4 Reasons to End Prison Labor Immediately

When you think of workers who receive under a dollar an hour to work long days of strenuous labor, you probably think of sweatshops in foreign lands. In truth, though, you can find these same conditions in many modern American prisons – and somehow this is legal. Corporations have exploited loopholes to get prisoners to perform labor for them and it’s causing a lot of problems. Here are a few reasons prison labor needs to stop immediately:

1. It Keeps People in Jail Longer

Don’t believe that this wildly cheap labor is a factor for the government? Recently, California found itself in hot water for not releasing eligible inmate to ease the overcrowded prison system. Federal judges had already demanded that these releases occur, but California did not follow through. When called back to court, lawyers for the Attorney General tried to make the case that most of the impacted inmates are a “valuable” part of the prison labor community.

It’s crazy that the state is willing to admit that they want to keep non-violent, reformed people locked up because they can exploit them for cheap labor. While it obviously happens, for them to feel comfortable admitting this shows just how institutionalized this practice has become.

2. We Send More People to Jail Altogether

If the government wants to ensure that the labor gets done by any means necessary, it’s no wonder why we put so many people in jail in the first place. Despite having just 5% of the world’s population, 25% of all incarcerated people in the world reside in U.S. prisons. Statistics show that even as crime rates continue to decrease, more people are being locked up anyway.

Though we should be finding ways to reduce our prison population, as long as for-profit prisons are allowed to make millions off of the backs of incarcerated people, jails will be filled with victimized Americans.

3. It’s Costing Americans Jobs

Under the guise of teaching inmates a “work ethic,” American companies are replacing normal jobs with prison labor. Corporations don’t want to pay their employees even living wages, so why would they turn down the opportunity to instead pay a literally “captive” workforce that it can compensate with mere pennies per hour?

For one of the most egregious examples, look no further than the infamous Governor Scott Walker of Wisconsin. When he busted up unions in his state, Walker made sure that provisions were in place to allow prisoners to take over jobs that union members formerly held.

4. It’s Essentially Modern Slavery

Inmates generally don’t have much of a choice in whether or not they work. Those who try to opt out of labor are punished by losing privileges or put into solitary confinement. It’s certainly not a “job” when prisoners aren’t given any say in the matter.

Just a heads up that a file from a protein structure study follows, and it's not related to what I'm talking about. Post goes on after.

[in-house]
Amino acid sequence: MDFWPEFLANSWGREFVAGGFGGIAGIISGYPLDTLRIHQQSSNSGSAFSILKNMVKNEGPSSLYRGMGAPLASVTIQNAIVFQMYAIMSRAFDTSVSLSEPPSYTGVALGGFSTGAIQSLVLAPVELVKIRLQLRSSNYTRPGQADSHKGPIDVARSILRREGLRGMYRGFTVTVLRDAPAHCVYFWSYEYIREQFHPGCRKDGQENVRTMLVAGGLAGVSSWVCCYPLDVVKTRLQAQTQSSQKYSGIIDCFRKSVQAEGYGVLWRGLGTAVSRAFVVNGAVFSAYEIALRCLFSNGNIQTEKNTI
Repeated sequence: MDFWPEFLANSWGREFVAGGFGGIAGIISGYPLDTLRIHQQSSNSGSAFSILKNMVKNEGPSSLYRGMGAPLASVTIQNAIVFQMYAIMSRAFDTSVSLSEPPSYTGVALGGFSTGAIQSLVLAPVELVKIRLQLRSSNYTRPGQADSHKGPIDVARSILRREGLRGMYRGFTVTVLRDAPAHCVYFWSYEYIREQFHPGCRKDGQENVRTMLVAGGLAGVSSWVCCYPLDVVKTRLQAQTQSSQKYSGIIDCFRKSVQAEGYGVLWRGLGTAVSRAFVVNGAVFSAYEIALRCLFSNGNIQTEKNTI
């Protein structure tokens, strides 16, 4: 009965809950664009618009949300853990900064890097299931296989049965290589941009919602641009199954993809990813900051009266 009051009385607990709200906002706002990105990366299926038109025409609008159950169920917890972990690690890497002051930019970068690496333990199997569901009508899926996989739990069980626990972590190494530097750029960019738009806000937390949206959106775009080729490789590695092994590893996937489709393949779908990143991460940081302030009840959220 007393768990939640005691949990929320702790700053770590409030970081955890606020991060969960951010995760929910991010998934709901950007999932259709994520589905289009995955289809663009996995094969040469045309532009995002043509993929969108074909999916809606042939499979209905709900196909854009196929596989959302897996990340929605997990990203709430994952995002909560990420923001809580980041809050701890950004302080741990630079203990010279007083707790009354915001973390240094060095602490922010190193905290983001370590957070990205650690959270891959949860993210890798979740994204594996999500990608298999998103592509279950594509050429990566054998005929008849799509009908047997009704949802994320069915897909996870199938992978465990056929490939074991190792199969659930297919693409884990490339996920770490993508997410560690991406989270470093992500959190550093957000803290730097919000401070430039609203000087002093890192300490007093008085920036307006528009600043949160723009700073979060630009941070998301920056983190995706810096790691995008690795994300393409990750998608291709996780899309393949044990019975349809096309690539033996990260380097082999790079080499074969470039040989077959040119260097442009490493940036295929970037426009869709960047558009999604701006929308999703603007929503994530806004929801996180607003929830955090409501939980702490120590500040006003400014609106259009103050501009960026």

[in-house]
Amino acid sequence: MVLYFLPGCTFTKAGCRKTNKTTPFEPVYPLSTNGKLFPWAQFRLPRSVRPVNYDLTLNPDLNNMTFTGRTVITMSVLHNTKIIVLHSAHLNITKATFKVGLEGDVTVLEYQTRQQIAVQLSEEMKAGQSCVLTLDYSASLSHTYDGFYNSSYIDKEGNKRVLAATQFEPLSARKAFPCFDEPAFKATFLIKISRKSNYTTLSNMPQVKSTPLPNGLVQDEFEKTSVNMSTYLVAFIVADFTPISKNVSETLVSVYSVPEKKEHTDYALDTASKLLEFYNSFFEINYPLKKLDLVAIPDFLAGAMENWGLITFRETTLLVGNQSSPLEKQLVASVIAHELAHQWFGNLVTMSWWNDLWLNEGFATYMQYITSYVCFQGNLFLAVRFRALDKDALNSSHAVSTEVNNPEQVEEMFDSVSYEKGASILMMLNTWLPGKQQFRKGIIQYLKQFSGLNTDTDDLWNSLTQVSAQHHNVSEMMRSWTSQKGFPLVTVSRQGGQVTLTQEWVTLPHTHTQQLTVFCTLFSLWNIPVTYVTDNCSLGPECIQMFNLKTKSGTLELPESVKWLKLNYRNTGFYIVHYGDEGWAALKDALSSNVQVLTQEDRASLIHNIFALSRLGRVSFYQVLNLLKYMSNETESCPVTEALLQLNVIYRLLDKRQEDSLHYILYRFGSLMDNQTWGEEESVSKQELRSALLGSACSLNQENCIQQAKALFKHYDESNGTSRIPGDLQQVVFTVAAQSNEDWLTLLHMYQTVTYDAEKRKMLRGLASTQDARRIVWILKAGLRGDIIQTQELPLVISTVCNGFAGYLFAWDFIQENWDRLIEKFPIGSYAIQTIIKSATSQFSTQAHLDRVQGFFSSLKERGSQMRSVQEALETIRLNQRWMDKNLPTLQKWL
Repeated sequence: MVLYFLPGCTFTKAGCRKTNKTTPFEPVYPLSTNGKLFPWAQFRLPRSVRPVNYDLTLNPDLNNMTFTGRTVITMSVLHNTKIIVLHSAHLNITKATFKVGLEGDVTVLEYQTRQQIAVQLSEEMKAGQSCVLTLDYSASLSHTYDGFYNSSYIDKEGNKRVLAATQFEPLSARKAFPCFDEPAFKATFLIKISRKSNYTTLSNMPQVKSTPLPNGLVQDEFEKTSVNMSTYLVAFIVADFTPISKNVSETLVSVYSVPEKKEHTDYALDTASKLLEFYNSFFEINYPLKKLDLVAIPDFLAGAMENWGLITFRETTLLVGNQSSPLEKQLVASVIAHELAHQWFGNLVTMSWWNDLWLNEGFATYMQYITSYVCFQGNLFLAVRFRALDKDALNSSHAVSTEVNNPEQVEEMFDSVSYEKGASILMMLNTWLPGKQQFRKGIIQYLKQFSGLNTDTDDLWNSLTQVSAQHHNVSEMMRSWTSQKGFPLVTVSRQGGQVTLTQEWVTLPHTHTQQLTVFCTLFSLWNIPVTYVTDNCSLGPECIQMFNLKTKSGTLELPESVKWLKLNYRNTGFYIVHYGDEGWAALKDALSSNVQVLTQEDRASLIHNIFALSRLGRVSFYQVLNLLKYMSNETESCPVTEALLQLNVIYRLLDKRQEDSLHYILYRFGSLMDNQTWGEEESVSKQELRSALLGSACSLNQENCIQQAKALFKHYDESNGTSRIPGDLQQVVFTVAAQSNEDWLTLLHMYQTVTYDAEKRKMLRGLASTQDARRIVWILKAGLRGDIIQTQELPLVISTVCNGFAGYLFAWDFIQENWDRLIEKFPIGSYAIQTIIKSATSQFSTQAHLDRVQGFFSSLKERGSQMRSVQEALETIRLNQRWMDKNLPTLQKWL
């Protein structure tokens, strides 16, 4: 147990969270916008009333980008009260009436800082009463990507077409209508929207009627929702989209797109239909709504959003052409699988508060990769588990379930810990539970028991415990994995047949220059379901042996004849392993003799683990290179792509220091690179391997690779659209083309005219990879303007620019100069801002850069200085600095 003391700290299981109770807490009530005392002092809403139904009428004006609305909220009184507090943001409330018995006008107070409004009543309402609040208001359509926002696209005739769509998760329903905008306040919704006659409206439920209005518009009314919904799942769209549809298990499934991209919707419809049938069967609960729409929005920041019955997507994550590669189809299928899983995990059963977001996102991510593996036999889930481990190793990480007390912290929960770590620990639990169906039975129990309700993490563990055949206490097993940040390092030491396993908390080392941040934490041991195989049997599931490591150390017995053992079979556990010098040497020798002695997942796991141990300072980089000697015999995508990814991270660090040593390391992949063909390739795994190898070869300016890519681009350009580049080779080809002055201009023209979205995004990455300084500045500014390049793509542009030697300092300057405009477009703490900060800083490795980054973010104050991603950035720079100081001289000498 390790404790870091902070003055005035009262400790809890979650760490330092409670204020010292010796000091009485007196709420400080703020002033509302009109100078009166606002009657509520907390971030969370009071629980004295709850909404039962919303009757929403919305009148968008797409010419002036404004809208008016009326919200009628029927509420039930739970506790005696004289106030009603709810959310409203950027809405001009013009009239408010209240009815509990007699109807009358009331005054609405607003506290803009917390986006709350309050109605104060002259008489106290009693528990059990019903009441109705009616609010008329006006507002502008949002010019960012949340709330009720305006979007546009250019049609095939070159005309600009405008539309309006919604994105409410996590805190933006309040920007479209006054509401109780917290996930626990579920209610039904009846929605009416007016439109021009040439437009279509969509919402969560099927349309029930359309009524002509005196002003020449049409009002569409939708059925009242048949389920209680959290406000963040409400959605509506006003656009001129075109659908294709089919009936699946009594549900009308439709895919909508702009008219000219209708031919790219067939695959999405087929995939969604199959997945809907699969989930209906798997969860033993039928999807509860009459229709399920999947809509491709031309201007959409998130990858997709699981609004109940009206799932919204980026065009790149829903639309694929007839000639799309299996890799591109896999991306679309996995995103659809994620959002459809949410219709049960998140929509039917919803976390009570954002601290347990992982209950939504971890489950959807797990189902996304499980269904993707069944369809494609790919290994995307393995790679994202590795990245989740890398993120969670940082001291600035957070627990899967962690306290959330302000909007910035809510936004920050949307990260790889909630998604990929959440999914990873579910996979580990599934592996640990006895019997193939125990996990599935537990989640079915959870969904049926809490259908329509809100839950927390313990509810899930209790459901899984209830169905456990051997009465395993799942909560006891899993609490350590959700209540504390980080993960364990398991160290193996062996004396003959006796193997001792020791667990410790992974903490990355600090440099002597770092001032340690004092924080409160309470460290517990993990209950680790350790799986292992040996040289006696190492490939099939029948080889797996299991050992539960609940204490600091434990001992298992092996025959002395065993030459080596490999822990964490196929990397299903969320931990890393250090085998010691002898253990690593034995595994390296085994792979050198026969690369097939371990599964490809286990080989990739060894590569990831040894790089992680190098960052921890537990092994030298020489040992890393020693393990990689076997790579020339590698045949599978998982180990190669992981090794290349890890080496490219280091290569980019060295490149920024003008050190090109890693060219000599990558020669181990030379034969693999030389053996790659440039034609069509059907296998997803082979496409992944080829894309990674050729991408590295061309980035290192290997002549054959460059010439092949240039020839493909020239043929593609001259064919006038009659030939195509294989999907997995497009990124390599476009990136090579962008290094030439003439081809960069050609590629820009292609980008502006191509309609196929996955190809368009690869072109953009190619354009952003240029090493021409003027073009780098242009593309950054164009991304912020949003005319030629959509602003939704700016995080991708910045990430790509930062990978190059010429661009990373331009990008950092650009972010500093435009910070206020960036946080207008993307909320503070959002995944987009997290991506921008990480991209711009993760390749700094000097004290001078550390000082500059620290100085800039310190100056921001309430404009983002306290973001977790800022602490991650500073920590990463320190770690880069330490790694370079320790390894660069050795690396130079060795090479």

The hiring practices are unconscionable, too. We have a “justice” system where those charged with crimes are convinced to plea to lesser charges to avoid risking even lengthier jail time rather than having their cases go to trial 90% of the time. Add to that the fact that black and brown skinned Americans are exponentially more likely to locked in prison in the first place, and it’s not hard to see how the elite have devised an underhanded system that forces the poor and disenfranchised to do manual labor for the 1%.

Photo Credit: Quinn Dombrowski

130 comments

Jack Y
Jack Y2 months ago

thanks

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Jack Y
Jack Y2 months ago

thanks

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John J
John J2 months ago

thanks for sharing

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John J
John J2 months ago

thanks for sharing

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Stephanie B.
Stephanie B2 years ago

Interesting, sharing.

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donald Baumgartner

Signed!!!

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Sarah Hill
Sarah Hill4 years ago

Well said Ken R.! My hubby worked corrections for over 20 years, they have it very good! I think they should work the land the prison sits on and grow their food too. They used to. The prison could sell the extra to help cover the other costs to help relieve the burden on the tax payers.

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Joseph Glackin
Joseph Glackin4 years ago

Susan T.~~

You have some delusional ideas about prison.

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Susan T.
Susan T4 years ago

Why not make inmate criminals work? this is ridiculous. OK tho, don't work...no TV, no education, no meals other than what kids get fed now in school. no computers, access to porn, no cell phones....

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Brian F.
Brian F4 years ago

Their is really little difference between our 80 billion dollar a year for profit prison industry, Wal-Mart and the fast food industry. The CEO of Wal-Mart makes $11,000 an hour while his employees make $8.00 an hour, live in poverty and require food stamps, which we pay for in taxes. Slave labor is exploitation, and like these greedy corporations like Wal-Mart that make 8 million dollars a day, as their workers slave in poverty, America's 80 billion dollar a day private for profit prison industry enslaves people for money. Of course America's venal scumbag politicians are paid off by corporate America, and our for profit prison industry to keep taxes low for the rich, and corporations and, not raise the low $7.25 minimum wage, Keeping Americans enslaved in poverty is good and profitable for America's politicians and corporate CEO's who have made record profits the last few years.

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